"I have, during the last few days, had the pleasure of seeing much of the revival work here, as I have done two or three times previously. There is no question of its reality, breadth and permanence; all classes of society have been affected by it. I have spoken with many respectable and educated men, who have come savingly under its influence, although its most observable effects are with the humbler classes.

"It is very impressive to attend the large gatherings, wholly of men, who, after the regular evangelistic service carried on nightly, adjourn to a disused circus, to the number of 600 or 800, where short addresses are given, and the converts relate their experience, and exhort each other to faithfulness, and the undecided present to a decision. Prejudice against this apparently exciting sort of religion disappears as one sees man after man rise and in strong, homely, but earnest language, tell the story of his awakening and conversion. Large numbers of rough lads are among those present, and the prayers of these fellows for their companions are sometimes very touching. Artisans and clerks are in considerable proportion, and not a few gentlemen add their testimony to the blessing they have received from Messrs. Moody and Sankey's labours, and the subsequent services in the hall, in which immense congregations still nightly assemble.

"The inquiry room is still well filled, and working men, themselves recently brought to the Saviour, bring their shop mates to be spoken to by more experienced Christians. There or four sailors were among those who spoke in the men's after-meeting last night and it was really very refreshing to see these fine fellows stand up and tell openly what Jesus had done for them."


Punctual to the hour, Messrs. Moody and Sankey appeared at the Haymarket, notwithstanding that the service at the Tabernacle had just closed. After singing "O bliss of the purified" the requests were read, and included four requests for backsliders; two from drunkards; two from sceptics; from a Roman Catholic, for himself; for the singing of Mr Sankey's hymns at a hospital; for the Rev C D Marston that he might be restored to health and service for the Lord; and for Mr Macleod Wylie, of Weston-super-Mare, who is very ill.

Mr Moody read part of Isa Iv. There is no life, said Mr Moody, without water; and the water of life was free to all. The trouble is, we are not thirsty for this living, pure water. The other day he saw a bread cart, setting forth that the bread was pure, and a milk cart to the same effect; so he could say the bread and milk of the gospel was pure. As the water flows freely out of a fountain, whether people drink or not, so the gospel stream was open to all. Mr Moody contrasted the condition of two farms in California - one that was irrigated with water and was evergreen; and the other, not irrigated was dry and parched. So it was with many churches. "Oh for a draught of water from my father's well!" was the cry of a dying man on the Tennessee River, when he had tasted of the impure water of that stream. That ought to be the cry of every Christian.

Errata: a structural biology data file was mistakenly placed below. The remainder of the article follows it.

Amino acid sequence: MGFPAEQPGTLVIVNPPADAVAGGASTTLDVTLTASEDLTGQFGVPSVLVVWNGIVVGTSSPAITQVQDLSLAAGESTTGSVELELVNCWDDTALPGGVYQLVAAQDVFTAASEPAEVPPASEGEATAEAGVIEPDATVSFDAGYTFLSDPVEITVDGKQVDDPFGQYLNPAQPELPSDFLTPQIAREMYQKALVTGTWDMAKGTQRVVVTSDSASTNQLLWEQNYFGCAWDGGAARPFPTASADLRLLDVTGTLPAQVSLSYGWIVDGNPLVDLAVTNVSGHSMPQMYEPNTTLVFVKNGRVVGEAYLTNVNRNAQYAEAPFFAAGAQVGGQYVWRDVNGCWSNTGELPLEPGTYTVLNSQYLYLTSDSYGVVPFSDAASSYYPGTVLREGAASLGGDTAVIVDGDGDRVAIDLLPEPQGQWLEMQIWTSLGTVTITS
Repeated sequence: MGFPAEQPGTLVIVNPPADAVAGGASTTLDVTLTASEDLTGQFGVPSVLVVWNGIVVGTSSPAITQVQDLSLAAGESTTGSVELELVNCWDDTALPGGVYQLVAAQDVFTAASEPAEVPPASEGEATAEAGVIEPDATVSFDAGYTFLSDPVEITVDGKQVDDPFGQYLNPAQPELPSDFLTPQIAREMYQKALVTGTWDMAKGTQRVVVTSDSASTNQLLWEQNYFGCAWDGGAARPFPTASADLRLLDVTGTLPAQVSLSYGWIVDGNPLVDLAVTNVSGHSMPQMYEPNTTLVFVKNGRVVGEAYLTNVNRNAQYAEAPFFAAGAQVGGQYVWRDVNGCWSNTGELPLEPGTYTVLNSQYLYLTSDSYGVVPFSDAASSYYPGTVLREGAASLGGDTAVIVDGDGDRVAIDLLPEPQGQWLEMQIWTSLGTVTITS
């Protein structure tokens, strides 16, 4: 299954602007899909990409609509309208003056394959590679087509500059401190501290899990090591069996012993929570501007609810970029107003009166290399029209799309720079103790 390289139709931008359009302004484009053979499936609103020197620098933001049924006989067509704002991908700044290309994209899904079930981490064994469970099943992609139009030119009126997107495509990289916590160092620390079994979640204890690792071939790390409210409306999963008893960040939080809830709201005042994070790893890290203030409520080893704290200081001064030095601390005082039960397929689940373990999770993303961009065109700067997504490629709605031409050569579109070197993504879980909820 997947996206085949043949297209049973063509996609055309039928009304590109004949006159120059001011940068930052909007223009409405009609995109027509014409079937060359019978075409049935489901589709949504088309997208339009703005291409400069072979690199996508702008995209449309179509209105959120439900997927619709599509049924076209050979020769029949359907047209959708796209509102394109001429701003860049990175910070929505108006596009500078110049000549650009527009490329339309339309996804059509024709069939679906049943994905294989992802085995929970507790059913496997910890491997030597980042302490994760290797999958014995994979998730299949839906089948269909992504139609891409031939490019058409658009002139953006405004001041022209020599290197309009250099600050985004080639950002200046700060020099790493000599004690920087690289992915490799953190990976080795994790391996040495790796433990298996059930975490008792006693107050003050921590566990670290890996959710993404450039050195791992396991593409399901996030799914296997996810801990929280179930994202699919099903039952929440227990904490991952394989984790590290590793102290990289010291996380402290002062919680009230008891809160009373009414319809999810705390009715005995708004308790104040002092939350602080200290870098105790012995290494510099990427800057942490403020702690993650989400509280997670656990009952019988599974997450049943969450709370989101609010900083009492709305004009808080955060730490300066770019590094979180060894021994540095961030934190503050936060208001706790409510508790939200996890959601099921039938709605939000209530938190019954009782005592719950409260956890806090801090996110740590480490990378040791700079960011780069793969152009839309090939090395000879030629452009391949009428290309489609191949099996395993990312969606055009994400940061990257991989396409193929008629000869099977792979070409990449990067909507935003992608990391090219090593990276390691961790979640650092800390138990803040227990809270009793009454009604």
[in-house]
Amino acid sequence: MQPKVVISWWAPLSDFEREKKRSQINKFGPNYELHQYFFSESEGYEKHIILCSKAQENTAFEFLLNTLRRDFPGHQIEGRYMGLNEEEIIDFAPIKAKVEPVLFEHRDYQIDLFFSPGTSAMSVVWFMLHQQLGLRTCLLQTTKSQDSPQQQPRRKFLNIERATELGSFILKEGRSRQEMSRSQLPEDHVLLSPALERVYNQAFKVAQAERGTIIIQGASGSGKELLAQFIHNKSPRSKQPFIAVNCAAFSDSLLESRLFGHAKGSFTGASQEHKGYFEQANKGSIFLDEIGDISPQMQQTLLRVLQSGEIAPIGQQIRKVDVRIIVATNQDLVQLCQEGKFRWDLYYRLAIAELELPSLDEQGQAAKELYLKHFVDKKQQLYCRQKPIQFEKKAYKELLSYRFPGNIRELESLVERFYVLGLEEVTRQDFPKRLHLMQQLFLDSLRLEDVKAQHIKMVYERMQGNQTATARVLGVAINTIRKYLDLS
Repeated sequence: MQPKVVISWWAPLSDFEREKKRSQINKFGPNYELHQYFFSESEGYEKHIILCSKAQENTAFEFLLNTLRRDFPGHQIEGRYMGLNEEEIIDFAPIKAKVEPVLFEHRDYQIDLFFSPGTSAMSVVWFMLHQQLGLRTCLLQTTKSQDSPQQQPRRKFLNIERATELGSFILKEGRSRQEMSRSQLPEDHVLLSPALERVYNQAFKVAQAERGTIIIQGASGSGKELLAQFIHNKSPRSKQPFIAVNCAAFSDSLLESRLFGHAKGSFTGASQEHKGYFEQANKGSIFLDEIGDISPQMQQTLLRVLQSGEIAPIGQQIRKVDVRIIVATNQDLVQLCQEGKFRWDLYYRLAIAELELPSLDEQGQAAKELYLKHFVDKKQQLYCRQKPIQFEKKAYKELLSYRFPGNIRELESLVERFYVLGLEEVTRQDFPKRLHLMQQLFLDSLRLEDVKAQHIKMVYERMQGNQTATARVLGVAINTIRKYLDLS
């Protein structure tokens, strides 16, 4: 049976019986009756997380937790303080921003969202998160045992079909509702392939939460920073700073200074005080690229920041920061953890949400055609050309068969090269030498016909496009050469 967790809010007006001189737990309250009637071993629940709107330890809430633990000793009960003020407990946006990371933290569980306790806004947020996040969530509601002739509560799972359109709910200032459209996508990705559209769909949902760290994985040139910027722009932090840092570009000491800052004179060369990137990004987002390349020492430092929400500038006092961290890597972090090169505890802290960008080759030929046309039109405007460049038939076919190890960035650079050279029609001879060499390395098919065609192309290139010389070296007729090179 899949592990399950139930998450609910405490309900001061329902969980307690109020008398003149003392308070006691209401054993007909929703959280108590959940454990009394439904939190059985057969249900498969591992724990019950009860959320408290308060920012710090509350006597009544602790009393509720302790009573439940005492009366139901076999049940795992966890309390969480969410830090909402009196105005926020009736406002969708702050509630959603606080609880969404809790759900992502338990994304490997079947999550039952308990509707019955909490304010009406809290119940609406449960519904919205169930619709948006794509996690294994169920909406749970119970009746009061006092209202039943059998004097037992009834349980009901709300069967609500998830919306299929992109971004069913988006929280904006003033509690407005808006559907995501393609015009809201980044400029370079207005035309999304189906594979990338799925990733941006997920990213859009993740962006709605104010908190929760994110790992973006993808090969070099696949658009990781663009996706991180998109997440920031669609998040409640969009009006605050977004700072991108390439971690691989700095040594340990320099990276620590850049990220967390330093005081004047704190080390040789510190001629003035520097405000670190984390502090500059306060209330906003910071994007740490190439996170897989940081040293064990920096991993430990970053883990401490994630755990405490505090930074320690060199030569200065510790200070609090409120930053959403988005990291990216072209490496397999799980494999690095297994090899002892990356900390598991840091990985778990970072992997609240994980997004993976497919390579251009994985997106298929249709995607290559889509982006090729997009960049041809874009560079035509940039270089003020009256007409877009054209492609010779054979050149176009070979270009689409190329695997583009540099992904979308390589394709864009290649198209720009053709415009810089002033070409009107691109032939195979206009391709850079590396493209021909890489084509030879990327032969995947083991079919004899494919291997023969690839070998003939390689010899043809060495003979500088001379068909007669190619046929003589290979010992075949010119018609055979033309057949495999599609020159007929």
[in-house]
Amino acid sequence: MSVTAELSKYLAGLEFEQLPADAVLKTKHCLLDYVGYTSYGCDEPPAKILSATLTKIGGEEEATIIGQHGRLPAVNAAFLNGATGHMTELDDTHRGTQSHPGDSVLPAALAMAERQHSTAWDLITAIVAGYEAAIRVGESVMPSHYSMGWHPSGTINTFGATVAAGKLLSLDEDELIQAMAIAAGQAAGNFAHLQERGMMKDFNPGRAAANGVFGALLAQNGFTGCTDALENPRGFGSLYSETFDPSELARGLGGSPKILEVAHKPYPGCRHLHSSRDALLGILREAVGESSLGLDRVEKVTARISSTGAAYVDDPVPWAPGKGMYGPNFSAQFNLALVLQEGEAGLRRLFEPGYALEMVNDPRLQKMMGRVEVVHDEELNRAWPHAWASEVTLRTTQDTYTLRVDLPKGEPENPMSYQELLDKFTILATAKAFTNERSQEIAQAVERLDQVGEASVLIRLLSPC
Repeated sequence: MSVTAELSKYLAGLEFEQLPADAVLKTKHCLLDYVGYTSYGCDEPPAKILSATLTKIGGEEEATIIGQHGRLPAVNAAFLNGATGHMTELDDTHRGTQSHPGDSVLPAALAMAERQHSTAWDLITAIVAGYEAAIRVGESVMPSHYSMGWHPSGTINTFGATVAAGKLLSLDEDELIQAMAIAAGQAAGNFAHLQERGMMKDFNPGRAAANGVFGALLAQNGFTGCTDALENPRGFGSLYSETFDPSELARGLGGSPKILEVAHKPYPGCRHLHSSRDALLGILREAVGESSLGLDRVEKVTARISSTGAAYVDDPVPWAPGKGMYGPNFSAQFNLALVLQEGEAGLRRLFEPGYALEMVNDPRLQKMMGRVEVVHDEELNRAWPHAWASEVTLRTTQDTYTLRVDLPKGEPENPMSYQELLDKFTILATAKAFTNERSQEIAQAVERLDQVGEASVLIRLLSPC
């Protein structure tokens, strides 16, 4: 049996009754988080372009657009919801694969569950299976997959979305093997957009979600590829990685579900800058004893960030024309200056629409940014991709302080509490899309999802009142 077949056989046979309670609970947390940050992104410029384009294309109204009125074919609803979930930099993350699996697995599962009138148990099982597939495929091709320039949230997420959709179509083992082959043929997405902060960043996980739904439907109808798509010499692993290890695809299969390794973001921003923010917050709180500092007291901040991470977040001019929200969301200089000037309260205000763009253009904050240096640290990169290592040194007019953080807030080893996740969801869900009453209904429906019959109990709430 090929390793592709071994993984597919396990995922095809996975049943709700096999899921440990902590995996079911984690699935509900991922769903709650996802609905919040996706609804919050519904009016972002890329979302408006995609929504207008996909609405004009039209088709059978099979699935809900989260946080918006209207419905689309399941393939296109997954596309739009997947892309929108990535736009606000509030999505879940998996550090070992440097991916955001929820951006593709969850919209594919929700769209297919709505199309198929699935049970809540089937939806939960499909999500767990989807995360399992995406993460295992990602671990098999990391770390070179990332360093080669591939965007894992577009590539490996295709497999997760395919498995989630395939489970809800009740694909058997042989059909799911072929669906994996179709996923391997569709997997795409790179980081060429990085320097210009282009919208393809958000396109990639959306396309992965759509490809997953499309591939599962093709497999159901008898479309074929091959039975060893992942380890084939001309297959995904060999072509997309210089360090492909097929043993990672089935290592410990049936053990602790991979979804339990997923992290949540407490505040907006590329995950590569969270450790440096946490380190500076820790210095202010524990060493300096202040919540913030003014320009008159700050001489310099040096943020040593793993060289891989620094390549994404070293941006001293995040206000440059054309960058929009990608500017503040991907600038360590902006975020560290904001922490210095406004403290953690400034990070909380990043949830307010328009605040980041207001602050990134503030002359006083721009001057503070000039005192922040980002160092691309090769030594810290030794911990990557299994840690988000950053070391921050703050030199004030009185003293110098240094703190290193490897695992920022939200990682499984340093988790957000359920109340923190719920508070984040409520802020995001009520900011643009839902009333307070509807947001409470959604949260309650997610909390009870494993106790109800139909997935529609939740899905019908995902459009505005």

Rev. H. G. Guinness said the most wonderful fact in connection with the living water when it flowed from the body of Christ. The second time water came out of the rock for the children of Israel, Moses was commanded only to speak to the rock; it had been smitten before. Moses disobeyed and smote the rock twice, yet the water flowed forth freely. One distinguishing blessing of Israel was the presence of God with them; this was the secret of the success of the present movement.

A gentleman on the platform gave an incident of a boy who died singing, "Safe in the arms of Jesus," and related some interesting experience in the inquiry room. "Go bury thy sorrow." had been the medium of much blessing in one case.

Mr Radcliffe asked and offered prayer for a blessing on the service just held at the Tabernacle, especially in the case of the large number of ministers who were present, and would soon be scattered throughout the country. He also prayed specially for the district round the Haymarket.

After some prayer, a reverend gentleman on the platform said that on the previous evening he had met three young girls in the inquiry room. One of them from Cornwall had been going to class at a Wesleyan chapel for five years, and nobody had spoken to her about her soul all that time. He believed there were hundreds and thousands in our congregations in the same

Mr James Balfour, of Edinburgh, said he was at the noon meeting there the day before, and the most earnest petition presented was that London at this time might be made a wonder in the earth.

The hallowed and profitable hour was brought to a close by Mr Sankey singing the glorious gospel song "Wondrous love," the audience joining softly in the refrain.


We remember hearing Mr Moody say, with legitimate satisfaction, at a meeting in Liverpool that one of the strongest proofs, to his mind of the divine character of this religious movement was the fact that, whenever and wherever a Bible reading was announced there was sure to be a crowded house. It was very clear to his mind that the devil would never prompt thousands of people to meet for the study of the Word of God. Very good logic we think.